With the completion of Halfway Rock Light in 1871, the Lighthouse Board felt that Portland Head Light had become less important. The tower was shortened by 20 feet in 1883 and the second-order lens was replaced by a weaker fourth-order lens.

Portland Head Light c. 1880s

This met with many complaints. A year later, the tower was restored to its former height and a second-order lens was again installed, first lighted January 15, 1885. A new Victorian two-family keeper's house was built in 1891, on the same foundation as the 1816 one-story stone dwelling. The old stone house was reportedly moved to become a private home in Cape Cottage. The lighthouse station has changed very little since that time, except for a 1900 renovation during which many of the tower's stones were replaced.

In his 1876 book Portland and Vicinity, Edward H. Elwell reported that a few years earlier a party had gone to Portland Head to watch the crashing waves during a storm. Two carriage drivers who had brought the group out ventured too far out on the rocks and were swept away. Their bodies were recovered several days later.

On Christmas Eve, 1886, the British bark Annie C. Maguire ran ashore on the rocks at Portland Head. The Strouts got a line to the vessel and helped all aboard, including the captain's wife, make it safely to shore.

On New Year's Day 1887, a storm destroyed the ship after everything of value had been removed. You can still see the rock near the lighthouse with the painted inscription: "Annie C. Maguire, shipwrecked here, Christmas Eve 1886."

For a time, the buildings at Portland Head Light received serious damage from practice gunfire from neighboring Fort Williams. The U.S. Lighthouse Service Bulletin of September 1, 1916, reported that "windows were forced out, finish ripped off, roof torn open," and also reported "injury to the brickwork of the three chimneys of the double dwelling." On one occasion two of the chimneys were completely severed at the bottom. Casings were installed to protect the chimneys.

Frank Hilt
Frank Hilt, principal keeper 1929-44.
Courtesy of Maine Lighthouse Museum

Frank O. Hilt became principal keeper in 1929. Hilt, who was originally from St. George, Maine, went to sea at a young age and eventually became the captain of the schooner Mary Langdon and other vessels. Beginning in 1913, he served as an assistant keeper and then principal keeper at the isolated light station at Matinicus Rock.

Hilt remained in charge at Portland Head until 1944. One of his more unusual accomplishments was the construction of a giant checkerboard near the base of the lighthouse tower.

Edward Rowe Snow, in his book The Romance of Casco Bay, wrote that one of his most delightful memories of Portland Head was photographing Hilt contemplating a move on the giant board during a checkers match with Snow’s wife, Anna-Myrle. Hilt “in his prime was a 300-pound giant,” according to Snow.
The last civilian keeper before the Coast Guard took over was Robert Thayer Sterling, a journalist who wrote the book Lighthouses of the Maine Coast and the Men Who Keep Them in 1935.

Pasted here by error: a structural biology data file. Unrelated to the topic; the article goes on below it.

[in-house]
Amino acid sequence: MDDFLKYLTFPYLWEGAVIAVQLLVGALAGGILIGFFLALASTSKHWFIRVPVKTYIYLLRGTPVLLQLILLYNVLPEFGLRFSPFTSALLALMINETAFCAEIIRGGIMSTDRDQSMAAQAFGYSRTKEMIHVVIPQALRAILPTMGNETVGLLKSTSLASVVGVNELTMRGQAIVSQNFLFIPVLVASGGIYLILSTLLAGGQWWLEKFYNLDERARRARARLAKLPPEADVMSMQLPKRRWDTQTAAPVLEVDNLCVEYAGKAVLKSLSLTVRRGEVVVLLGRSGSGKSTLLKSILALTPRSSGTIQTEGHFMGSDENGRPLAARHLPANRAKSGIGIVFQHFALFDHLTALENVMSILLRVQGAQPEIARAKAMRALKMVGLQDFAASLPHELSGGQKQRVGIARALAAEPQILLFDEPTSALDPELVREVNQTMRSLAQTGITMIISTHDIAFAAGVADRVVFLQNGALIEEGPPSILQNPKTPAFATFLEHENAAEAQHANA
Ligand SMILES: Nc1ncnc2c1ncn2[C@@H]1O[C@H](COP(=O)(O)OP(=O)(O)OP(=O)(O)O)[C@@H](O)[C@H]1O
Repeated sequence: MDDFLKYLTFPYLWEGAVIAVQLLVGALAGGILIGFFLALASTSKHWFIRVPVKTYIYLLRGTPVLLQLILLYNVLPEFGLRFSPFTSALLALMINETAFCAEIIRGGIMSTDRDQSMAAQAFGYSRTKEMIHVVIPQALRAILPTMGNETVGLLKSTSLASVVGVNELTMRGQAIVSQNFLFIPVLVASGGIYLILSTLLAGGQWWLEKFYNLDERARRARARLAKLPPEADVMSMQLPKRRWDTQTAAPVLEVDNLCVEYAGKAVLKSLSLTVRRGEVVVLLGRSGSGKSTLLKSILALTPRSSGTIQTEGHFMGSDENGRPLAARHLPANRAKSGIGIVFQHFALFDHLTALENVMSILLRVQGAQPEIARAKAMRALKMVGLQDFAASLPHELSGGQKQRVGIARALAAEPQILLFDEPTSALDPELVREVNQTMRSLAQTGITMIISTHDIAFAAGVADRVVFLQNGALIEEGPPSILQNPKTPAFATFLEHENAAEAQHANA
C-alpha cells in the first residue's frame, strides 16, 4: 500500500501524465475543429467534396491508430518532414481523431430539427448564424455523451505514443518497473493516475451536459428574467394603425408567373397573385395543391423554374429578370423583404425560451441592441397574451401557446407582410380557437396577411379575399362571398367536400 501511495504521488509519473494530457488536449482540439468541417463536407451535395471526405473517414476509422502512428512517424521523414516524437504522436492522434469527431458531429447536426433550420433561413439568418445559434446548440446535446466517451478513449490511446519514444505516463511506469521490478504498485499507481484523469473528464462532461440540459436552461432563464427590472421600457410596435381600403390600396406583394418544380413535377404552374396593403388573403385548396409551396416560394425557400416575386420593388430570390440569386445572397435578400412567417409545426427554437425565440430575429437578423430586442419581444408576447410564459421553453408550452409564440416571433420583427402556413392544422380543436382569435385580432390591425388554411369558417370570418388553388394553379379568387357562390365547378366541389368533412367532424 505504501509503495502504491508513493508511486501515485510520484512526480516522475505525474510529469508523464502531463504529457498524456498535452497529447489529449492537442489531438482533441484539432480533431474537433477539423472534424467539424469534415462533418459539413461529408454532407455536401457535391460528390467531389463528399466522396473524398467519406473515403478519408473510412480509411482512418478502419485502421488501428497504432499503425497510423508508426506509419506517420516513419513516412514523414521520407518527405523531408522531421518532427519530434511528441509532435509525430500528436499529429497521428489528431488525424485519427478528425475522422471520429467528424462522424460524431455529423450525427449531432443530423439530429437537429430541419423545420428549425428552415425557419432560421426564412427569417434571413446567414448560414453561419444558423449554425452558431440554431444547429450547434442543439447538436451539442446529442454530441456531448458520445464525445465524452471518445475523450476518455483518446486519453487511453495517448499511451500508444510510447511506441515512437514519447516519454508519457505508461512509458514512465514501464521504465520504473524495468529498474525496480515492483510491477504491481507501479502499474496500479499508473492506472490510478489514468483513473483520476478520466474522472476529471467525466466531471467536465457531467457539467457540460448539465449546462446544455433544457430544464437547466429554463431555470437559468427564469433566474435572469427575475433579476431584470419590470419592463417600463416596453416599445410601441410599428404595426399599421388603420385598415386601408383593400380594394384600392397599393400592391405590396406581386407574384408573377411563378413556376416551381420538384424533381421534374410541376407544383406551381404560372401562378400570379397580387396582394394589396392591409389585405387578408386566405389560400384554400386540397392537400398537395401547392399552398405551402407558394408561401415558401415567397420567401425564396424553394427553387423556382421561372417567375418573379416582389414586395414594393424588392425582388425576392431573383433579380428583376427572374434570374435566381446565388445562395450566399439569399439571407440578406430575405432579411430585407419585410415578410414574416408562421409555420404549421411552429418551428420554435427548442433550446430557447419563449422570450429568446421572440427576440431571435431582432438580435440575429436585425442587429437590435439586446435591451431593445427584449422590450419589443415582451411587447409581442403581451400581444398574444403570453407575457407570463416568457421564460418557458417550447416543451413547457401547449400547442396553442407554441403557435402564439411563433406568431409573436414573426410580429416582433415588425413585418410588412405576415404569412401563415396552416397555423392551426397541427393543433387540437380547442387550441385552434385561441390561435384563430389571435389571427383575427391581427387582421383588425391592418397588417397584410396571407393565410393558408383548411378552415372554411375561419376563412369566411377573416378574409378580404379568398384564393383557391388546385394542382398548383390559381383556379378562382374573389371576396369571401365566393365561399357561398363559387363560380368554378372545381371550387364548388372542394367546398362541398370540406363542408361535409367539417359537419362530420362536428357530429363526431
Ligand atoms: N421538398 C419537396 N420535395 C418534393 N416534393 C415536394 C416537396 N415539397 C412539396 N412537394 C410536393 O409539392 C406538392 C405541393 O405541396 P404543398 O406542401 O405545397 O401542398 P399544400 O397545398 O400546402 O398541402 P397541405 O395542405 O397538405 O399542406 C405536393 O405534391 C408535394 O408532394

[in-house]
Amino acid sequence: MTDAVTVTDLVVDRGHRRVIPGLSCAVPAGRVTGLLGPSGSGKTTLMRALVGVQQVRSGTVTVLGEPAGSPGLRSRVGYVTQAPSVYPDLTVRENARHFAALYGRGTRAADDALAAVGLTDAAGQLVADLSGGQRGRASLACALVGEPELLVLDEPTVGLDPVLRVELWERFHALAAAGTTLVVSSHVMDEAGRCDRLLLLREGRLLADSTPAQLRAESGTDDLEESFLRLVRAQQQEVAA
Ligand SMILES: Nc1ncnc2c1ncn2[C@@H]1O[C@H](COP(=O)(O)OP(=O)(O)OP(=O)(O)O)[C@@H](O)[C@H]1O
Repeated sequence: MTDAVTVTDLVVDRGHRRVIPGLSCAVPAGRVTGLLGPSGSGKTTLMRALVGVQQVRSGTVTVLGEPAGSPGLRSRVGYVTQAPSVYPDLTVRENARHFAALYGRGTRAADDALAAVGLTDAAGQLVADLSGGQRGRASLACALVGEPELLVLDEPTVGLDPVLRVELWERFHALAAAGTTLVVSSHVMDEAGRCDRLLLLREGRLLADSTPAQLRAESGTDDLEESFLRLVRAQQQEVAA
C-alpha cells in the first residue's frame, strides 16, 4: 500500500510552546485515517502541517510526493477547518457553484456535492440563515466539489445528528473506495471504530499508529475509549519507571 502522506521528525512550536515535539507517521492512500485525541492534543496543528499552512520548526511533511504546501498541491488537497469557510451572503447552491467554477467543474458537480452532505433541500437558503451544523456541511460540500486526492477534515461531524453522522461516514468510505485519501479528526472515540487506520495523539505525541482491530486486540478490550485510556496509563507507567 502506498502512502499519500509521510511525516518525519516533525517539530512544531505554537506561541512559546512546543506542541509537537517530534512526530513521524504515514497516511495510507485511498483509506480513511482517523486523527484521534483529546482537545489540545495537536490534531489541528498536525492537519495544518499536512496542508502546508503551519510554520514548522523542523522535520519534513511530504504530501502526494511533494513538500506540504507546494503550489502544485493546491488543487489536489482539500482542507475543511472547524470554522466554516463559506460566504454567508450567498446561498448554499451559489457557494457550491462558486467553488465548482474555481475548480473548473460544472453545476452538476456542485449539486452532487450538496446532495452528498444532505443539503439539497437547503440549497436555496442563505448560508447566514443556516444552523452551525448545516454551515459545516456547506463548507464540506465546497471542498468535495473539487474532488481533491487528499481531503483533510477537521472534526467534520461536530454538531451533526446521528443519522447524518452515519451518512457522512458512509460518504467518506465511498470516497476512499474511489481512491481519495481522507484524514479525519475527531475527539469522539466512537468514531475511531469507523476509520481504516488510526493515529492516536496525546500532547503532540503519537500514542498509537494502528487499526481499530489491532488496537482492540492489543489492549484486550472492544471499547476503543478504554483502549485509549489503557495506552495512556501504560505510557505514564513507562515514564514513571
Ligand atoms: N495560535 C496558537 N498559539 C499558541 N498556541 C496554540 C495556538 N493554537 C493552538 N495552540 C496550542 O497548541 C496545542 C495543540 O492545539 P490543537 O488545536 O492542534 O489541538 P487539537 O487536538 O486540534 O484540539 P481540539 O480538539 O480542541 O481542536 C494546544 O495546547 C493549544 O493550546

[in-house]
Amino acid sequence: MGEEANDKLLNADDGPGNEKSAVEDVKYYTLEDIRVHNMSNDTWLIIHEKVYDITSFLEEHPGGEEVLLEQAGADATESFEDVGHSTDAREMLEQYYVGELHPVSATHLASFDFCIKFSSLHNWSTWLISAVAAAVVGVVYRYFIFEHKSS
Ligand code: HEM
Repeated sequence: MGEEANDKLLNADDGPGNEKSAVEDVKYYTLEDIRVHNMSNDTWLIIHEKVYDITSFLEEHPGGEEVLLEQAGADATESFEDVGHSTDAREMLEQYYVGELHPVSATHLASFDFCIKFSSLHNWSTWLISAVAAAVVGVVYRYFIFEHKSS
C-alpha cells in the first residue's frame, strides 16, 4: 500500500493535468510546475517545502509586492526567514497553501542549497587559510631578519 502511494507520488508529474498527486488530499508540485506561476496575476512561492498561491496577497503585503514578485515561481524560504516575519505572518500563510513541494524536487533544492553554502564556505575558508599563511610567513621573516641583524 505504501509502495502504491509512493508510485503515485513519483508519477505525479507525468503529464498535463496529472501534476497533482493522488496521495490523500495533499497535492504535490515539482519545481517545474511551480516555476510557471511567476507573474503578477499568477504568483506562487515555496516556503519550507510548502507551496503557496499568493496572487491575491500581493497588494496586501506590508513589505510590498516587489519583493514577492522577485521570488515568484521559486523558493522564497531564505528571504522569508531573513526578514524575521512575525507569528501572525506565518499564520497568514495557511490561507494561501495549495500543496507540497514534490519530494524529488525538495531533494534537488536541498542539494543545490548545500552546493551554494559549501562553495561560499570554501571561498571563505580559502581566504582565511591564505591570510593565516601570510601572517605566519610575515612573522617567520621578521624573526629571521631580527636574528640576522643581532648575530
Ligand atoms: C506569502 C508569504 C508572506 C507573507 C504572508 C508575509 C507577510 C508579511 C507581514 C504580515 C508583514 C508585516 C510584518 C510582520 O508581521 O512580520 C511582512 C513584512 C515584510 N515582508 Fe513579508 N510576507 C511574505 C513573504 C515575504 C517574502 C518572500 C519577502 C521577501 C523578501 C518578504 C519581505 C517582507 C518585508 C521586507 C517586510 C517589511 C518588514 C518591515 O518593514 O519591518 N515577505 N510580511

Sterling, who was from Peaks Island in Portland, Maine, entered the Lighthouse Service in 1915 and spent time at Ram Island Ledge, Great Duck Island, Seguin Island, and Cape Elizabeth (Two Lights) before coming to arriving at Portland Head as an assistant in 1928. He succeeded Hilt as principal keeper in 1944.

Sterling, who retired in 1946, declared Portland Head the most desirable of all light stations for keepers. On the first day of his retirement, Sterling fell in his yard and broke a rib.  As a result, he had to put his plans to attend some Boston Red Sox games on hold.

Life at Portland Head Light was quite different from the popular image of the solitary lighthouse keeper. Constant tourists were a way of life. When Earle Benson was keeper in the 1950s, a woman walked right into the keeper's house and sat at the kitchen table. The woman insisted that Benson and his wife were government employees, and she demanded service.
Robert Thayer Sterling

Robert Thayer Sterling, principal keeper 1944-46. Courtesy of Maine Lighthouse Museum
lighthouse with huge wave

Portland Head Light during the hurricane of September 21, 1938

Electricity came to Portland Head Light in 1929. The light was dark for three years during World War II. The second-order Fresnel lens was removed in 1958 and replaced by aerobeacons.

Severe weather has always plagued the station. In February 1972, Coast Guardsman Robert Allen reported to the Maine Sunday Telegram that a storm had torn the 2,000 pound fog bell from its house, ripped 80 feet of steel fence out of concrete and left the house a "foot deep in mud and flotsam, including starfish." A wave had broken a window in the house 25 feet high.

In a 1977 storm, the keeper and his family were evacuated. The power lines were downed and the generator burned out, leaving Portland Head Light dark for the first time since World War II.